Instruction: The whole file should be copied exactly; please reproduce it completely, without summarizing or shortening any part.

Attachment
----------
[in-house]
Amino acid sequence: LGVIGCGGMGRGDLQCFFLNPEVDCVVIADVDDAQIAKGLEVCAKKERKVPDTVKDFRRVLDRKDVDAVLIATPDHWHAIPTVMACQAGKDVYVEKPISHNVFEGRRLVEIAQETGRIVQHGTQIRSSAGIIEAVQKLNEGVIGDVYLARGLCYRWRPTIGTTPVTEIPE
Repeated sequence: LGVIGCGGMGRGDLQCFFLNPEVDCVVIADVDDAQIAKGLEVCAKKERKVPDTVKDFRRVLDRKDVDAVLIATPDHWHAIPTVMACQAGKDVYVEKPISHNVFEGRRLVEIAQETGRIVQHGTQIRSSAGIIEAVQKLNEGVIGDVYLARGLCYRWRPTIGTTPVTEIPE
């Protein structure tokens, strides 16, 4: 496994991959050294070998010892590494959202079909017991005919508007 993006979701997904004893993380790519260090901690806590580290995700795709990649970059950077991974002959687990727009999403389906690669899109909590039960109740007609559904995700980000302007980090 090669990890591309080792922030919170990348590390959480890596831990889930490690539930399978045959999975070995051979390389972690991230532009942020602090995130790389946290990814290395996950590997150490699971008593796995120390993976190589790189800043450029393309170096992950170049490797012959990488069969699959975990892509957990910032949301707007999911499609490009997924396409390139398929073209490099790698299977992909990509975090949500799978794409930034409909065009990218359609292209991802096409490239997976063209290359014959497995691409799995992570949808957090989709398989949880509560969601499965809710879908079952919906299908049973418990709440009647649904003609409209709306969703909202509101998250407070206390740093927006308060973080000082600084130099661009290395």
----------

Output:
[in-house]
Amino acid sequence: LGVIGCGGMGRGDLQCFFLNPEVDCVVIADVDDAQIAKGLEVCAKKERKVPDTVKDFRRVLDRKDVDAVLIATPDHWHAIPTVMACQAGKDVYVEKPISHNVFEGRRLVEIAQETGRIVQHGTQIRSSAGIIEAVQKLNEGVIGDVYLARGLCYRWRPTIGTTPVTEIPE
Repeated sequence: LGVIGCGGMGRGDLQCFFLNPEVDCVVIADVDDAQIAKGLEVCAKKERKVPDTVKDFRRVLDRKDVDAVLIATPDHWHAIPTVMACQAGKDVYVEKPISHNVFEGRRLVEIAQETGRIVQHGTQIRSSAGIIEAVQKLNEGVIGDVYLARGLCYRWRPTIGTTPVTEIPE
């Protein structure tokens, strides 16, 4: 496994991959050294070998010892590494959202079909017991005919508007 993006979701997904004893993380790519260090901690806590580290995700795709990649970059950077991974002959687990727009999403389906690669899109909590039960109740007609559904995700980000302007980090 090669990890591309080792922030919170990348590390959480890596831990889930490690539930399978045959999975070995051979390389972690991230532009942020602090995130790389946290990814290395996950590997150490699971008593796995120390993976190589790189800043450029393309170096992950170049490797012959990488069969699959975990892509957990910032949301707007999911499609490009997924396409390139398929073209490099790698299977992909990509975090949500799978794409930034409909065009990218359609292209991802096409490239997976063209290359014959497995691409799995992570949808957090989709398989949880509560969601499965809710879908079952919906299908049973418990709440009647649904003609409209709306969703909202509101998250407070206390740093927006308060973080000082600084130099661009290395």